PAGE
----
Because the tree's boundaries can be seen, the Paintbrush tool can be used to paint away parts of the Sea Horse mask making the tree fully visible from behind. Figure  7.5(a) shows that this process has been started using a brush from the Brush Selection dialog and shown in Figure  7.5(c). The whole procedure is summarized in the following steps:

1.
A layer mask is added to the Sea Horse layer.
2.
The layer mask is made active by clicking on its thumbnail in the Layers dialog.
3.
The Opacity slider is set so that the tree can be seen through the Sea Horse layer.
4.
The Active Foreground Color is set to black by typing d in the image window.
5.
An appropriate brush type and size is selected. Here a small hard brush is chosen.
6.
Painting tools, such as the Paintbrush and the Airbrush, are used to reveal the tree from behind the sea horse by painting away the appropriate parts of the layer mask.

If too much of the layer mask is removed while painting, you can recover it by changing the Active Foreground Color to white by typing x in the image window and by painting over the erroneously removed parts of the mask. Close to the edge of the tree, it is probably worthwhile working with a smaller brush size in conjunction with the Airbrush tool, which is more effective at applying graded amounts of paint. See Section  4.5.1 for more details.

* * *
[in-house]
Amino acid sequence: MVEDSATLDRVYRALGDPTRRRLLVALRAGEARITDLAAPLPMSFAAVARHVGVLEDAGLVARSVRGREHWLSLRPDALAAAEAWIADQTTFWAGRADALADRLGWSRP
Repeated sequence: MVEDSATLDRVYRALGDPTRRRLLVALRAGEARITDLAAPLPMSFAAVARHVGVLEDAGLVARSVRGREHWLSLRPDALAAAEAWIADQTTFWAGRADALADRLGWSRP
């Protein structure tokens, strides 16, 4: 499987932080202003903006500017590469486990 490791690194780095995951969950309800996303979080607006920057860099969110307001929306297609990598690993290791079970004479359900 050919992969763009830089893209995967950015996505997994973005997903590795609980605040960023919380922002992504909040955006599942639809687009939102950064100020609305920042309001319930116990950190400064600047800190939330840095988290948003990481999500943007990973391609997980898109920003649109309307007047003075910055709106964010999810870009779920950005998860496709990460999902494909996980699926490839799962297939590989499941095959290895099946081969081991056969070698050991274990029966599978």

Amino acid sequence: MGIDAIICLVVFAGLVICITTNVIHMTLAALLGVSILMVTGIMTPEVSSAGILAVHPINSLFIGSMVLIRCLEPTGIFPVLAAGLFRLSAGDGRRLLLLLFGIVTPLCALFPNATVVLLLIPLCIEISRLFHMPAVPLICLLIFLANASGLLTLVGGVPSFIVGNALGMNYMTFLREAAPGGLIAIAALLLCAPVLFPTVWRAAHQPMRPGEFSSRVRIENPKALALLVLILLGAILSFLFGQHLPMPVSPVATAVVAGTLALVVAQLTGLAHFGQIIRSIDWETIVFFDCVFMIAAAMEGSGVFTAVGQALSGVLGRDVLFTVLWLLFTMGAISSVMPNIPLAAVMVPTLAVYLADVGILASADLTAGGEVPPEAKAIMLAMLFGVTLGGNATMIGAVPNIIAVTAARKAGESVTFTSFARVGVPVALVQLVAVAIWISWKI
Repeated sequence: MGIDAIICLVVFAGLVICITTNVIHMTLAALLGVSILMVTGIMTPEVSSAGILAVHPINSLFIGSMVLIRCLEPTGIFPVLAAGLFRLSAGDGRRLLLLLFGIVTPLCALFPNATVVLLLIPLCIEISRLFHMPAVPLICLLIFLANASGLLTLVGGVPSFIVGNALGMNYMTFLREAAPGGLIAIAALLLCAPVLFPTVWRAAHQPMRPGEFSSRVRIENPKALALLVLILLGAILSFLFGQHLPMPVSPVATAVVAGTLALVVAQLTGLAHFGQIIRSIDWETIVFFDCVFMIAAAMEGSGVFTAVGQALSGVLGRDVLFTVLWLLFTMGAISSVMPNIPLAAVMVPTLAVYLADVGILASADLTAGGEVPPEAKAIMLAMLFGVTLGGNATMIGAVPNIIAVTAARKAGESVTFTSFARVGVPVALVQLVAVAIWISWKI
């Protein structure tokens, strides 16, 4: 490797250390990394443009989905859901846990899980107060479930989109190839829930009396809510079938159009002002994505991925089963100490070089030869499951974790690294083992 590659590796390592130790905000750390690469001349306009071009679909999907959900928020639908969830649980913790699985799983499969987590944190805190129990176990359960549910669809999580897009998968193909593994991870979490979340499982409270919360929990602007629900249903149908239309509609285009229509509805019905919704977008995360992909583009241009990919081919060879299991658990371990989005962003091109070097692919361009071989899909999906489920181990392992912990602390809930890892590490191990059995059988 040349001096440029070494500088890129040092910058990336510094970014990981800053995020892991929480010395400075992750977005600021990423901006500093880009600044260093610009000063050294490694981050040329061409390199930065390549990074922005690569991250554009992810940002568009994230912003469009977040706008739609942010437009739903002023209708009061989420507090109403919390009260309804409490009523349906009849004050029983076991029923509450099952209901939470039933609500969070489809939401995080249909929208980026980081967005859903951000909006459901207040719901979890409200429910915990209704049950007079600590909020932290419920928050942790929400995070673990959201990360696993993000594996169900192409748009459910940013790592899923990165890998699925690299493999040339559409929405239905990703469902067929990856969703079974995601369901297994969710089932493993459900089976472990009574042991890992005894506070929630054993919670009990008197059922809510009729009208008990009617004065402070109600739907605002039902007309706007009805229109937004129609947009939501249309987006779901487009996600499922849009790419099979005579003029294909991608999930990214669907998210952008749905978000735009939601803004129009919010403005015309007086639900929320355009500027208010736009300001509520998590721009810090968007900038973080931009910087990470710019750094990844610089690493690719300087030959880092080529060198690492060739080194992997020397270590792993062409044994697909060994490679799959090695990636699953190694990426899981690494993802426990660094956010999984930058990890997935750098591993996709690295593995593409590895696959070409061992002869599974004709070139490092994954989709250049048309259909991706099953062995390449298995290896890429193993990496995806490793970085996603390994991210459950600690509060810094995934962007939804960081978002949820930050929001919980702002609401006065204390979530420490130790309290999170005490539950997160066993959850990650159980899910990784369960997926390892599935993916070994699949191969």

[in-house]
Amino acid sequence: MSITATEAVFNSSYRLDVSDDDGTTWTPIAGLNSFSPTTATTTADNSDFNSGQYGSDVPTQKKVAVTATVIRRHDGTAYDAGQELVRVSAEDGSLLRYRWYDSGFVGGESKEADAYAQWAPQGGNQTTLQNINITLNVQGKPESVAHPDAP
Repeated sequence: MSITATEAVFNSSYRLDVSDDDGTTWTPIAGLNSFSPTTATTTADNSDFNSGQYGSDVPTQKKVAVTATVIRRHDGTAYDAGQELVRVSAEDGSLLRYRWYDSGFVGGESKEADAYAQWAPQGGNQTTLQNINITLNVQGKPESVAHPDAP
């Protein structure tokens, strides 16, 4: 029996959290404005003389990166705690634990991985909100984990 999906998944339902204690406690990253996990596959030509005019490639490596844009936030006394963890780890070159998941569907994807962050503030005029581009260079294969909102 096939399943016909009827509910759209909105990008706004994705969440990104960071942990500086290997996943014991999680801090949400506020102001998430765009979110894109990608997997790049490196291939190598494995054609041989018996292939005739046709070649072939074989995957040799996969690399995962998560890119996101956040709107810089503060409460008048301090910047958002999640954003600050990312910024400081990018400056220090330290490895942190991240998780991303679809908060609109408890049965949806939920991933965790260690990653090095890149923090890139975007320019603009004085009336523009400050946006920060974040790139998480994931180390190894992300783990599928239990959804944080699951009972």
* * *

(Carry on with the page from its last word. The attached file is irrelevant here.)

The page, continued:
The result of applying layer masks to both the Sea Horse and the Red Fish layers is shown in Figure  7.6.

  
Figure 7.6: The Final Composition
Figure 7.6

The sea horse now seems to be well anchored, with its tail securely wrapped around the tree, against unforeseen, rapid air currents. The little red fish, surprisingly coy given its bright coloring, is peaking out from behind another.

The effects obtained with layer masks could have also been accomplished with selections applied in the image window. However, this would have required permanently cutting away parts of the Sea Horse and Red Fish layers. Alternatively, the layer masks used in conjunction with the painting tools simplified the work and produced a more robust solution. Because of the layer masks, nothing has been irrevocably lost in either the Sea Horse or Red Fish layers. Thus, these layers can be repositioned if need be--only the layer masks need be re-edited. This flexibility with positioning adjustments is not possible when using selections because the cut-away components are gone.

To summarize, this project reviewed cutting, pasting, scaling, and the positioning of layers for compositing. In addition, a simple application of layer masks was used to give our composition some illusion of depth. The next compositing project is more complicated because it makes use of the blending modes and the Curves tool.




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Grokking The Gimp